Are All the Poets Dead?

THE other evening I took down a copy of the Golden Treasury of Songs and Lyrics from my library shelf. It had been some time since I had turned these pages, and to my great surprise I was profoundly shocked at the hundreds of dull, halting, and stumbling lines that were there. Among these winnowed verses from the selected poets of the past there were entire stanzas that walked on flat feet. I turned to my scrapbook, where I have gathered bits of color from the palettes of contemporary poets, and was blinded by the beauty of the present. This set me wondering — and may I now ask — whether more good poetry is not being written to-day than during any of the so-called Golden Ages of literature.

It would be fine, I thought, to test the theory. It might be that we were giving too much worship to dusty books, to books revered and unread. It might be that we were dazzled by names. So I devised this little game, where I list, anonymously, and in no order at all, bits and oddments chosen from the entire range of English verse, from Shakespeare down to Jerry Evans of the New York Evening Post; and I leave it to you who so love the classics, and perhaps hold them as a holy priesthood, to guess, as you can, which of these fragments that follow are by the masters, and which are by the casual contributors to the newspaper columns and to the magazines of to-day. I may add that I have not trusted to my own whim in the matter of the classics, but have drawn examples from recognized and well-accepted books of quotations.

The reader may be amused to test his critical appreciation of poetry by jotting down his guesses and then checking them against the list which is printed somewhere in the advertising pages of this issue.

1. Where the long centuries go curving up the beach
And foam away and cease . . .
2. Old sounds born of the gossamer of rain.
3. The wind’s wet wings and fingers drip with rain.
4. Soever does the fountain play,
Or, rising on its silver stem,
Give merrily its drops away
To star another diadem.
5. Only our mirrored eyes met silently.
6. Reduced to bones I shall not care
How hard the dandelions stare,
And stricken blind I shall not see
Green wish-bones on this maple tree,
Nor gladly feel beneath my foot
Strong anchors twisted out of root.
7. Sitting careless on a granary floor,
Thy hair soft-lifted by the winnowing wind.
8. The heart has music of its own, but cries
No trumpet down the autumn’s lonely wind,
No bugle down the splendor of the skies.
9. The bracelets of the wind still hum
Against her bright delirium.
10. We who have watched webs of green water broken
Into the apt inconstancy of spume . . .
11. Scrabble riddles on their brain,
Make a plow of wind and rain,
Bury stars and pile up stone,
Bind their hearts and yoke their own.
12. The rain had fallen, the Poet arose,
He passed by the town and out of the street.
A light wind blew from the gates of the sun,
And waves of shadow went over the wheat.
And he sat him down in a lonely place,
And chanted a melody loud and sweet,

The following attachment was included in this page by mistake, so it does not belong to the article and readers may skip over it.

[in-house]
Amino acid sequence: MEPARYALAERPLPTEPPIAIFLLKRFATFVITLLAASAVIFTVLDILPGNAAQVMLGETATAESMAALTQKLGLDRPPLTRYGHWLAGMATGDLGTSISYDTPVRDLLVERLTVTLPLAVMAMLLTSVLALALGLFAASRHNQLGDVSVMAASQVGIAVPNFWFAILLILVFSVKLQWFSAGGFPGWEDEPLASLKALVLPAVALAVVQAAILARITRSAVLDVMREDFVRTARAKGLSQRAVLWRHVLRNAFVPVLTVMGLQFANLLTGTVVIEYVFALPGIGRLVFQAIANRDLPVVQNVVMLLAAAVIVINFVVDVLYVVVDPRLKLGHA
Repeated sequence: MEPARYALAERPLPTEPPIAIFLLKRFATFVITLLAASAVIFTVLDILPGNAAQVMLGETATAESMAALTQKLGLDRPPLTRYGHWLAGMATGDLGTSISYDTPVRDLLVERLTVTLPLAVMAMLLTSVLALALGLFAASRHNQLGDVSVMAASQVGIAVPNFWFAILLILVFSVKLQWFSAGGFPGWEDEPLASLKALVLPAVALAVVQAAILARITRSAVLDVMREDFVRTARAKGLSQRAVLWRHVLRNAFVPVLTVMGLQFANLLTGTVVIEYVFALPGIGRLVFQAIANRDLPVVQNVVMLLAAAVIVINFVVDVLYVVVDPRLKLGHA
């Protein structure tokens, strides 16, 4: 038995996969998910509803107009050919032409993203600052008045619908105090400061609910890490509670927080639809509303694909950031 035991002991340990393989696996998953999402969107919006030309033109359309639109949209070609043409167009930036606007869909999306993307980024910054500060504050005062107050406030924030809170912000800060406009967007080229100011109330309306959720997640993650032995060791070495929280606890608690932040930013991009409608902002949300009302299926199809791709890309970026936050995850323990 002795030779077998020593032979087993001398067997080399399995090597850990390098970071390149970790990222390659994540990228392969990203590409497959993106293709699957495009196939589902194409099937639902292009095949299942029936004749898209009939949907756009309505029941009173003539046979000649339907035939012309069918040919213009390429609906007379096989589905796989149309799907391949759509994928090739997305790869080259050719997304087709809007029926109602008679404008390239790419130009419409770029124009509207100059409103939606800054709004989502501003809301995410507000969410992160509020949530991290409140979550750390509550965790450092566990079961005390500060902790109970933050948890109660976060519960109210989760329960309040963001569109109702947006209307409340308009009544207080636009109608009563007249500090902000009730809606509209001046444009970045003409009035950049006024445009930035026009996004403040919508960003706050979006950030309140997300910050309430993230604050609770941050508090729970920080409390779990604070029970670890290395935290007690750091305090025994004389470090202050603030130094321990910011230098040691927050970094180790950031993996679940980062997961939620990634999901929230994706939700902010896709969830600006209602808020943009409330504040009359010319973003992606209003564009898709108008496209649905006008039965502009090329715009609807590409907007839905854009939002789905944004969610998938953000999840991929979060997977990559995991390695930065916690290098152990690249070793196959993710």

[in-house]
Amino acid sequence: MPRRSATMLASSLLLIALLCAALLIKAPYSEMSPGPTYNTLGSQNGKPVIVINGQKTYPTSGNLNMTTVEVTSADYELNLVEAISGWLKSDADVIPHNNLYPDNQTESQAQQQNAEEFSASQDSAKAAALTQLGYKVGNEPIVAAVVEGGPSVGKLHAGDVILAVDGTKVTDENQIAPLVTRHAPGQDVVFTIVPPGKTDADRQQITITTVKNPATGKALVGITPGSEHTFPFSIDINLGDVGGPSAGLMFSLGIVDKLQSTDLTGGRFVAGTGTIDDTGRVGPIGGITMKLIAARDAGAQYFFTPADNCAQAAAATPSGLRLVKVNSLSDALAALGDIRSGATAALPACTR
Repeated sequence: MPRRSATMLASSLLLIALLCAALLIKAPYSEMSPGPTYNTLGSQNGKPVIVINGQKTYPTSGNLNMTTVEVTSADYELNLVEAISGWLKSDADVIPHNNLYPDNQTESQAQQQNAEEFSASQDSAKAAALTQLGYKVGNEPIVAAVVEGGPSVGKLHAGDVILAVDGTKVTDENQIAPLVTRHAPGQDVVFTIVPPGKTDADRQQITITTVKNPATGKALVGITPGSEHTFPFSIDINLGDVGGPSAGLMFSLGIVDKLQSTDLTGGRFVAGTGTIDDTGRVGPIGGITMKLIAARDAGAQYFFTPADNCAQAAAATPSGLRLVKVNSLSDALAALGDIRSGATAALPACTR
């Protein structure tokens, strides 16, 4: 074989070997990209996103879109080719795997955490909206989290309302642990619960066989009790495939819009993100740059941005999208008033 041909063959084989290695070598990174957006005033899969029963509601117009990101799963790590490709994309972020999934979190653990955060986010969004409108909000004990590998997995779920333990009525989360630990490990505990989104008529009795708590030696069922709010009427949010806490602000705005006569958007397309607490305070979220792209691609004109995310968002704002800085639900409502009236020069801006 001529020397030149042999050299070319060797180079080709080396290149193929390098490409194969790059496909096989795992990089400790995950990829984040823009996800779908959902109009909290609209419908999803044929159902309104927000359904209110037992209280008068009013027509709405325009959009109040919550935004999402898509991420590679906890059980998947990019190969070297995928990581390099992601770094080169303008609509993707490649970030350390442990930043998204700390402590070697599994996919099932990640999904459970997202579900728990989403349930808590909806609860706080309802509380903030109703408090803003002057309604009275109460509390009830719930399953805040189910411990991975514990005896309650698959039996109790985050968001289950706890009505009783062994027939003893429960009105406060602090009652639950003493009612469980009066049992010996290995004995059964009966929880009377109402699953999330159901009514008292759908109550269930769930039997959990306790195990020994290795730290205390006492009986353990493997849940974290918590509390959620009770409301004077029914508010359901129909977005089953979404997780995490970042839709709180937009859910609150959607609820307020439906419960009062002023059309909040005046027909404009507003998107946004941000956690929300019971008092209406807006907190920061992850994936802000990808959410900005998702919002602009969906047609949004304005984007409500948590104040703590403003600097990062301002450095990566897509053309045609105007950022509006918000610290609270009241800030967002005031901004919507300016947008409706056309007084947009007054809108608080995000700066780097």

That made the wild-swan pause in her cloud,
And the lark drop down at his feet.
13. Starlight through the curves of space
Falls an age, and does not tire;
Falls and knows not where it falls,
A curve of undiminished fire.
No interstellar cold may stay
These atoms in their are of flight,
Their radiant geometry —
The mathematics of the night.
They see far off the burning suns,
The furious wash of tides that shake
The whirling nebulæ, that twist
A moon’s orbit till it break . . .
14. Soft eyes looked love to eyes which spake again.
15. Sand-strewn caverns, cool and deep,
Where the winds are all asleep;
Where the spent lights quiver and gleam;
Where the salt weed sways in the stream.
16. You only silver creature,
Stood fashioned as the least
Being in all nature,
Neither bird nor beast.
Creatures without wings,
Bright fur, or beetle’s armor,
The mindless beasts go warmer,
And the creeping things.
The mindless stone lasts longer
And cries not to be fed,
But you shall find no bread
To assuage your hunger.
Yet climb the high-blown
Stair, the highest ledge
Of the mind: look down
Over the mind’s edge —
Thought you your strength was little?
Behold what strand in space,
More fine than spider’s-spittle,
Holds the suns in place. . . .
17. The tree will wither long before it fall;
The hull drives on, though mast and sail be torn;
The roof-tree sinks, but moulders on the hall
In massy hoariness; the ruined wall
Stands when its wind-worn battlements have gone.
18. Then the music touched the gates and died,
Rose again from where it seemed to fail;
Stormed in orbs of song, a growing gale,
Till, thronging in and in, to where they waited,
As ’t were a hundred-throated nightingale,
The strong tempestuous treble throbbed and palpitated.
19. Now would I build, with nothing but with words,
A sky so blue and gracious and so still
That news of it would bring back many birds,
And roots would know and move beneath the hill.
20. If in the moonlight from the silent bough,
Suddenly with precision speak your name
The nightingale, be not assured that now
His wing is limed and his wild virtue tame,
Beauty beyond all feathers that have flown
Is free; you shall not hood her to your wrist,
Nor sting her eyes, nor have her for your own
In any fashion. . . .
21. Yet many a man is making friends with death,
Even as I speak, for lack of love alone . . .

WILFRED J. FUNK